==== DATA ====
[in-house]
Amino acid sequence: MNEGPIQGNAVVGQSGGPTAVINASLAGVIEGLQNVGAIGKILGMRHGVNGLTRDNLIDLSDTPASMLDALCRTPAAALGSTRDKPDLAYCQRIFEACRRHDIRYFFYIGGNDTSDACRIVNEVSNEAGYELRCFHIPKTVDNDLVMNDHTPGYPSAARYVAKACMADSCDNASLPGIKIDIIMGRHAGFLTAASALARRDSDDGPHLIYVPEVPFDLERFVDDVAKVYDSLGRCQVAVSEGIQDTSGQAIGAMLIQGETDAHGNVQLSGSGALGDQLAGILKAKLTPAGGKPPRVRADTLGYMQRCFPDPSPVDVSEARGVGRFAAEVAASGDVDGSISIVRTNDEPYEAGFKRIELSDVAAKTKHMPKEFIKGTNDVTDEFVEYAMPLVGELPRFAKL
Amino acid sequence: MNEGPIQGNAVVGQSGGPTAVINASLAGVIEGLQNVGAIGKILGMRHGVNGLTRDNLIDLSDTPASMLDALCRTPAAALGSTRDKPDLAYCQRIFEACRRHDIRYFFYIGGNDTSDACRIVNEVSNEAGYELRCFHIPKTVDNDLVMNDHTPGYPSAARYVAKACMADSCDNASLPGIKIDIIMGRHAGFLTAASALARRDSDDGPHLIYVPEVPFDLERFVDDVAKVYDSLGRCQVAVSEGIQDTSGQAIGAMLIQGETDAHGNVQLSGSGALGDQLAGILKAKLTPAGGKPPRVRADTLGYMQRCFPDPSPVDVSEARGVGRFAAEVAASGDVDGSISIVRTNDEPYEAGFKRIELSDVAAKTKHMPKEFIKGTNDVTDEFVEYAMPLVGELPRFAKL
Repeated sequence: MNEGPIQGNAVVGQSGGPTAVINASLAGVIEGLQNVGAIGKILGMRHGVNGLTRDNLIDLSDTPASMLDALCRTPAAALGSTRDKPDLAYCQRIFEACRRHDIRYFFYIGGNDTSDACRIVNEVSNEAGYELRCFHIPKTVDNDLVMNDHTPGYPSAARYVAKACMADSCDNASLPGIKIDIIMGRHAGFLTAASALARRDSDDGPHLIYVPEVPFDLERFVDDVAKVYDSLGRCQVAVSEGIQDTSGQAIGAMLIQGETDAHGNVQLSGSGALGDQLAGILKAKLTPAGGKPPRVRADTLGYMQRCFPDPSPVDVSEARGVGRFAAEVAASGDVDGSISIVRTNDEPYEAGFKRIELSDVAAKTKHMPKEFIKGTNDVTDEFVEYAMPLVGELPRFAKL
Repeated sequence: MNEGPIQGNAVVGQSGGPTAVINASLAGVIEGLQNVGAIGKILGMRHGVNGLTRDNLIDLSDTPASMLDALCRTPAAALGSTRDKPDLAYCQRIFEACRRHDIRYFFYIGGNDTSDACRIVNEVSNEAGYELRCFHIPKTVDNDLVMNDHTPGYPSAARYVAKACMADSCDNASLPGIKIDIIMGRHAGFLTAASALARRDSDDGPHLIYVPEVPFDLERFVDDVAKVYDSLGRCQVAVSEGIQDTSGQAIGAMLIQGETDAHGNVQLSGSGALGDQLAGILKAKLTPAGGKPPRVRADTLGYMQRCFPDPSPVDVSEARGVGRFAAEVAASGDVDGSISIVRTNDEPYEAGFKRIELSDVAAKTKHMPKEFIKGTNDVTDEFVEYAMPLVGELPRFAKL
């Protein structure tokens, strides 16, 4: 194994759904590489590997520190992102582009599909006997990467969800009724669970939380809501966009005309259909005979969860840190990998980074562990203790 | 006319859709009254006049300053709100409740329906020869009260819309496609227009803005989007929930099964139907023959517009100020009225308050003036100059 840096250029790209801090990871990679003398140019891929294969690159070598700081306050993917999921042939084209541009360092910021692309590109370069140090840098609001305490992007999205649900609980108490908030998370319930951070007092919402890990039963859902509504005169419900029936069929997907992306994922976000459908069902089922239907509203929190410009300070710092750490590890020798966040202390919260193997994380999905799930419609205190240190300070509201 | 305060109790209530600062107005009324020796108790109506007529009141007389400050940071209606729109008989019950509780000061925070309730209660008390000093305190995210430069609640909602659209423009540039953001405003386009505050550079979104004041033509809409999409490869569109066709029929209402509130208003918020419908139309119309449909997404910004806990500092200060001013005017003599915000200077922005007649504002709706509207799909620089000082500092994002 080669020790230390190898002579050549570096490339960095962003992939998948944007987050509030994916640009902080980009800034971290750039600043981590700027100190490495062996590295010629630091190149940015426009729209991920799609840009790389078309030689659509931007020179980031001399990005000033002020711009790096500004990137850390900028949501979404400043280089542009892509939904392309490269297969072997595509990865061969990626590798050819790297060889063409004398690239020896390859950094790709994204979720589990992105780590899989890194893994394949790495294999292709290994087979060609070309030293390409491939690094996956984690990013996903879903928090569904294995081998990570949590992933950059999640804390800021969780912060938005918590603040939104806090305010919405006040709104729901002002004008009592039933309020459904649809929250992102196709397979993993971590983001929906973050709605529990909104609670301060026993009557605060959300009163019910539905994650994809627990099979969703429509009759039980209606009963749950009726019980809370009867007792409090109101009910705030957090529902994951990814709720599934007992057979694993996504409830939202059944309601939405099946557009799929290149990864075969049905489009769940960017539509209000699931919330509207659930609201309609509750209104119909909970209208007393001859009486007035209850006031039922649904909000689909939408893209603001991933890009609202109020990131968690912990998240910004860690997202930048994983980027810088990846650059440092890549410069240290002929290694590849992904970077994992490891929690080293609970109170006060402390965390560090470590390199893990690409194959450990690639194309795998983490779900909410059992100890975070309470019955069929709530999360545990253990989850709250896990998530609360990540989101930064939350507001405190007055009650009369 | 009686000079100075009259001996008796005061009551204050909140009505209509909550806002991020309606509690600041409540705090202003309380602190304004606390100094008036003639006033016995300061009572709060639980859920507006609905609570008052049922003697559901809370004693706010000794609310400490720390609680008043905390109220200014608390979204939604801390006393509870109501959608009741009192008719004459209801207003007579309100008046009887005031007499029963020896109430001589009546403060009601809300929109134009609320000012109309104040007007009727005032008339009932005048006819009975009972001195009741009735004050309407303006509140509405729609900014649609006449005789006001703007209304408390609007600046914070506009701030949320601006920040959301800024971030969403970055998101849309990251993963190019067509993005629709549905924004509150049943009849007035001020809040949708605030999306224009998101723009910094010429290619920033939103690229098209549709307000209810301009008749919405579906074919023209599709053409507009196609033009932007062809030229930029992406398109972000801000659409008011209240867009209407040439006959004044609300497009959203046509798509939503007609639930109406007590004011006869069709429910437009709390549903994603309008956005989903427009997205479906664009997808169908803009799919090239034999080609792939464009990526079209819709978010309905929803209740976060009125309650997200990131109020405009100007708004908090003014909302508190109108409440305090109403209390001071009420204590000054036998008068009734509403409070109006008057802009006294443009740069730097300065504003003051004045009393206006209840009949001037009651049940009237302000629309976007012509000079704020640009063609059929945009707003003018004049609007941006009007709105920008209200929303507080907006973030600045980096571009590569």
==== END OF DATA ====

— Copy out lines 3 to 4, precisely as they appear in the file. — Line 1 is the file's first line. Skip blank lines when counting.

Amino acid sequence: MNEGPIQGNAVVGQSGGPTAVINASLAGVIEGLQNVGAIGKILGMRHGVNGLTRDNLIDLSDTPASMLDALCRTPAAALGSTRDKPDLAYCQRIFEACRRHDIRYFFYIGGNDTSDACRIVNEVSNEAGYELRCFHIPKTVDNDLVMNDHTPGYPSAARYVAKACMADSCDNASLPGIKIDIIMGRHAGFLTAASALARRDSDDGPHLIYVPEVPFDLERFVDDVAKVYDSLGRCQVAVSEGIQDTSGQAIGAMLIQGETDAHGNVQLSGSGALGDQLAGILKAKLTPAGGKPPRVRADTLGYMQRCFPDPSPVDVSEARGVGRFAAEVAASGDVDGSISIVRTNDEPYEAGFKRIELSDVAAKTKHMPKEFIKGTNDVTDEFVEYAMPLVGELPRFAKL
Repeated sequence: MNEGPIQGNAVVGQSGGPTAVINASLAGVIEGLQNVGAIGKILGMRHGVNGLTRDNLIDLSDTPASMLDALCRTPAAALGSTRDKPDLAYCQRIFEACRRHDIRYFFYIGGNDTSDACRIVNEVSNEAGYELRCFHIPKTVDNDLVMNDHTPGYPSAARYVAKACMADSCDNASLPGIKIDIIMGRHAGFLTAASALARRDSDDGPHLIYVPEVPFDLERFVDDVAKVYDSLGRCQVAVSEGIQDTSGQAIGAMLIQGETDAHGNVQLSGSGALGDQLAGILKAKLTPAGGKPPRVRADTLGYMQRCFPDPSPVDVSEARGVGRFAAEVAASGDVDGSISIVRTNDEPYEAGFKRIELSDVAAKTKHMPKEFIKGTNDVTDEFVEYAMPLVGELPRFAKL